UK Government ministers understand there are pros and cons with any decisions we take over lockdown. Strict measures might slow the spread of coronavirus but will cost more jobs and businesses. Easing restrictions runs the risk of spreading the virus more but reduces the threat of job losses. We should also remember that poverty caused by unemployment can affect people’s physical and mental health. There are no easy answers. However, the UK Government is trying to lift measures as quickly as possible whilst encouraging people to use common sense and protect themselves.
The Welsh Government is lifting lockdown at a slower rate than England meaning, for example, there will be no proper dental services until 2021. Worse than that is the economic impact. The headlines last week highlighted that 1,700 Airbus workers face losing their jobs in Wales. Nearly 100 times as many people - over 160,000 - work in the Welsh tourism industry. The Welsh Government’s decision to keep the tourist sector closed while England reopens means all those people now face the risk of unemployment.
Throughout the Covid-19 crisis, Welsh Government ministers have attended UK Government ministerial meetings. First Minister Mark Drakeford attends the top-level Cobra committee and other ministers attend the ministerial implementation meetings (a sort of level before Cobra). When I last counted, over 130 of these meetings had taken place - but the number is now much higher. I know this for a fact because as a junior Wales Office Minister, I have attended many myself.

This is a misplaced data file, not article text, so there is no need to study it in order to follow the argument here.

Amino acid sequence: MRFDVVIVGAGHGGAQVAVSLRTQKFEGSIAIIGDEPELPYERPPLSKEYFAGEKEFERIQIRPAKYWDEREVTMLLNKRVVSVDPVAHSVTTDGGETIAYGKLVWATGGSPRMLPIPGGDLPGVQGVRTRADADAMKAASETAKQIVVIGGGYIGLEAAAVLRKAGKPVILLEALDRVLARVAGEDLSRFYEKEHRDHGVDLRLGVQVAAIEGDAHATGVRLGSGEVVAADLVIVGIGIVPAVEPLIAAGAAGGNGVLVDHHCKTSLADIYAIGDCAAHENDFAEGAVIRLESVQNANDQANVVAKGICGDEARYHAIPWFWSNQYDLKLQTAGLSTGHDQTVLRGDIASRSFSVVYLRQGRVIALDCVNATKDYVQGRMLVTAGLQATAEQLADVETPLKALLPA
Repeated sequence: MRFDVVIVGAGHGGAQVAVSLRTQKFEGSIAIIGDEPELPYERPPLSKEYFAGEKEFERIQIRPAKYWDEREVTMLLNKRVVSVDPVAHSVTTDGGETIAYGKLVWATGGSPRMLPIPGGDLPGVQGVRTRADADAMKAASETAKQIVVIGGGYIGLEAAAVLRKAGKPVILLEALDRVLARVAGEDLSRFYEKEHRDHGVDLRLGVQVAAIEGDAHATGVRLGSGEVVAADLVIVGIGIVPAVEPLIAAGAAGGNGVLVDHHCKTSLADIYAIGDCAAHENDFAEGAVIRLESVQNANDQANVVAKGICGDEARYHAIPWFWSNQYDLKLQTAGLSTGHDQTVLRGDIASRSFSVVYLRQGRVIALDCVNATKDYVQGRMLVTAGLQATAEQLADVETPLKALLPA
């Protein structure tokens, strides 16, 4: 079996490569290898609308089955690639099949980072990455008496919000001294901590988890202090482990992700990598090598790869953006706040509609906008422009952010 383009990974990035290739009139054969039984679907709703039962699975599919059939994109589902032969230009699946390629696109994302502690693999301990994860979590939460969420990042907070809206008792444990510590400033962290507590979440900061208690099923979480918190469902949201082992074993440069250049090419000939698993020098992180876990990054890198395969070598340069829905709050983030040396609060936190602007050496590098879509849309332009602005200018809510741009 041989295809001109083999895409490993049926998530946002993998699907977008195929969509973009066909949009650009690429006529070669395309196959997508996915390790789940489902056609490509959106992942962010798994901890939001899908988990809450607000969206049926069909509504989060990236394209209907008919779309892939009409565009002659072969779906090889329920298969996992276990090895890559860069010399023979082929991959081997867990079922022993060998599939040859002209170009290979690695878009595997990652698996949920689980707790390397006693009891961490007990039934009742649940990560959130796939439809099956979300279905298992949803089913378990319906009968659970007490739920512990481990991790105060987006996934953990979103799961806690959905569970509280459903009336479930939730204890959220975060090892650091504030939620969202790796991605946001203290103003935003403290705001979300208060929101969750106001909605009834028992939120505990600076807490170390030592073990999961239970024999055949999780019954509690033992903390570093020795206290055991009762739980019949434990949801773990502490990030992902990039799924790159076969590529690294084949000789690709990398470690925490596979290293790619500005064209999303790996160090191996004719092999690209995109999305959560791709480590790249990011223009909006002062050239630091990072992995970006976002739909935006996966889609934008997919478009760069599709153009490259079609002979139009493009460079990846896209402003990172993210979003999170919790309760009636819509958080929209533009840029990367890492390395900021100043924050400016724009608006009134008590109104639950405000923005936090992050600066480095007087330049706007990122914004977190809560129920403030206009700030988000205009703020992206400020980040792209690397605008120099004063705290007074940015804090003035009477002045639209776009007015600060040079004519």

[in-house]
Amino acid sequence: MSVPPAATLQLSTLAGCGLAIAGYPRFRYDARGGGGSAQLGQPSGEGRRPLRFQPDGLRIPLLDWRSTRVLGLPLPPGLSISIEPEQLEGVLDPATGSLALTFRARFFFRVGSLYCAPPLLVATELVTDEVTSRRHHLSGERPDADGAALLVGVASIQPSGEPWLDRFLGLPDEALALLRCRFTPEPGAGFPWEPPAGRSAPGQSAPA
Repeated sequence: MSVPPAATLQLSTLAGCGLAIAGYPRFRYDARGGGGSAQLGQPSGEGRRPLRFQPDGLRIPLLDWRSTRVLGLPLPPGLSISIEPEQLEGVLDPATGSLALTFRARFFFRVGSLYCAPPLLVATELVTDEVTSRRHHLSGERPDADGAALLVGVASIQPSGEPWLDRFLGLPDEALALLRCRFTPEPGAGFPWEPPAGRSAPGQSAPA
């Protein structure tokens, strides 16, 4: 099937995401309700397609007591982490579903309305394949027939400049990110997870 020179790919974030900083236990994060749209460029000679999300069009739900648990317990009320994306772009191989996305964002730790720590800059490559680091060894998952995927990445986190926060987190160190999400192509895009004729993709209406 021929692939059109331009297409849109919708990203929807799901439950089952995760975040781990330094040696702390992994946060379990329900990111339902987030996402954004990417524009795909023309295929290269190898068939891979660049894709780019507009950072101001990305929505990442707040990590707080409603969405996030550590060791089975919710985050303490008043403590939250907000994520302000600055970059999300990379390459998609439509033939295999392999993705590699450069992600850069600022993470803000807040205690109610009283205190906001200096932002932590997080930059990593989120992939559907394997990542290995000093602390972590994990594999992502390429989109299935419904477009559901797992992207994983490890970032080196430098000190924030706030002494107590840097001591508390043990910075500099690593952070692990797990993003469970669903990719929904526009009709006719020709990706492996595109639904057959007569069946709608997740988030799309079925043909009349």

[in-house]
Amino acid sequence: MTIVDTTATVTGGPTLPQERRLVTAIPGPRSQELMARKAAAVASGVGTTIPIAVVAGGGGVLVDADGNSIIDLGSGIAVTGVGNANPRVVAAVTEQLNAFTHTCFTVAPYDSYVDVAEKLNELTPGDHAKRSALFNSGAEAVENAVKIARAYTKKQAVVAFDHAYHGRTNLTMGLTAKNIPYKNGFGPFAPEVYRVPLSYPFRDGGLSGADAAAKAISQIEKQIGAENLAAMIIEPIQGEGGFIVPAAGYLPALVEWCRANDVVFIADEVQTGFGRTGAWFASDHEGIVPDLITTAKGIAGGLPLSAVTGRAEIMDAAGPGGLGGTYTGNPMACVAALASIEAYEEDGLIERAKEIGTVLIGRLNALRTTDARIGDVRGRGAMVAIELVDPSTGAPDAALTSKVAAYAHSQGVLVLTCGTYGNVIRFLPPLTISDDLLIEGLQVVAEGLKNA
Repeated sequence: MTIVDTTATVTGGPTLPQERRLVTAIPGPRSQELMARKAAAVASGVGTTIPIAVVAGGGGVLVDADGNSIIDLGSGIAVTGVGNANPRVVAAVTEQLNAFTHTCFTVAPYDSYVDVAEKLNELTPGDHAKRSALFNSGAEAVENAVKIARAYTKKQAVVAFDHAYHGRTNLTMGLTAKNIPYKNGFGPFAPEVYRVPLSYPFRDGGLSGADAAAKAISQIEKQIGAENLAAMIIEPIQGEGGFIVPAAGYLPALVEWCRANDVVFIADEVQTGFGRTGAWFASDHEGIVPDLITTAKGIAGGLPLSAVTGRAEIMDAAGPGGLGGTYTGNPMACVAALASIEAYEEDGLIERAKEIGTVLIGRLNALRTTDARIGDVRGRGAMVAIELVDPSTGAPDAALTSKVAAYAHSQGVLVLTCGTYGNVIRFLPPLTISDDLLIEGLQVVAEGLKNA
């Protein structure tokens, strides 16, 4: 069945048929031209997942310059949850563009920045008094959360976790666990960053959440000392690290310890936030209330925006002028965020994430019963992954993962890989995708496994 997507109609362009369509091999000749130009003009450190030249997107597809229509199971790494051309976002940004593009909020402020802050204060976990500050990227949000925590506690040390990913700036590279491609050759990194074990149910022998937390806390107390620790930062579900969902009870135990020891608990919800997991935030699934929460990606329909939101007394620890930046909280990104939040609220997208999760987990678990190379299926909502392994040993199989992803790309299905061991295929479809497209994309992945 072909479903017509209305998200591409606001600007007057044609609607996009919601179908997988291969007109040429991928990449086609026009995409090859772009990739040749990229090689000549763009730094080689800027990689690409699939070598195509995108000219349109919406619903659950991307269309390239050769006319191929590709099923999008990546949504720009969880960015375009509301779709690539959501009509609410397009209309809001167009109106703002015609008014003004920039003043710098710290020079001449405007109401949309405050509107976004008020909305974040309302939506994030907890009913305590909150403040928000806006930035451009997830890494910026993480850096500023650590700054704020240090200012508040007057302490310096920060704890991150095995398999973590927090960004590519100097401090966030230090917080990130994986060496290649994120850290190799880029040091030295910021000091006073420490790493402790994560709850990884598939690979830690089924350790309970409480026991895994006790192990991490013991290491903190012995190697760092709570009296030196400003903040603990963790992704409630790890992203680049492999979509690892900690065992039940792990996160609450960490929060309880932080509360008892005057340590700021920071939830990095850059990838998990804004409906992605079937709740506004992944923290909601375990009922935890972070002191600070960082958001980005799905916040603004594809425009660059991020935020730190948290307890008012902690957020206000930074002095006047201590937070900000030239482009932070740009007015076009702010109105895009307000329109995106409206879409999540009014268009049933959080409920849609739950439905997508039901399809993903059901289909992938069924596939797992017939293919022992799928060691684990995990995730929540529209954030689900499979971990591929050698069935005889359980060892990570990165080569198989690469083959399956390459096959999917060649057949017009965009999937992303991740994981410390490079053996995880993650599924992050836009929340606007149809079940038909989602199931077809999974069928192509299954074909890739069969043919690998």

When Welsh Secretary Simon Hart and I first heard Welsh Government officials complain they wanted an even closer relationship, we asked if one of us could attend Assembly ministerial meetings. Eventually an invitation arrived to attend a briefing, but only the parts which related to non-devolved issues. I don’t want to sour the good working relationship that has been developing between the UK and Welsh governments. But the fact is their ministers have had full access to our ministerial meetings and we have no access to theirs. It is therefore ridiculous for them to complain they don’t get enough information about what the UK Government is doing.
Sunday saw an extra special nationwide applause to pay tribute to NHS staff on the 72nd anniversary of the health service. The round of clapping was inspired by the weekly Clap for Carers initiative to thank key workers during the height of the coronavirus pandemic. It is not just the NHS of course. Many carers work for other organisations and we have seen carers in nursing and residential homes, the police, fire service and prison service working hard to ensure our safety. One positive idea that has come out of this is the suggestion of creating a sort of NHS cadet force to enable young people with an interest in an NHS career to get some first-hand experience. I think this is excellent and I hope it is developed and emulated in Wales.
*Published in the Monmouthshire Beacon on 8 July 2020 and the Abergavenny Chronicle on 9 July 2020*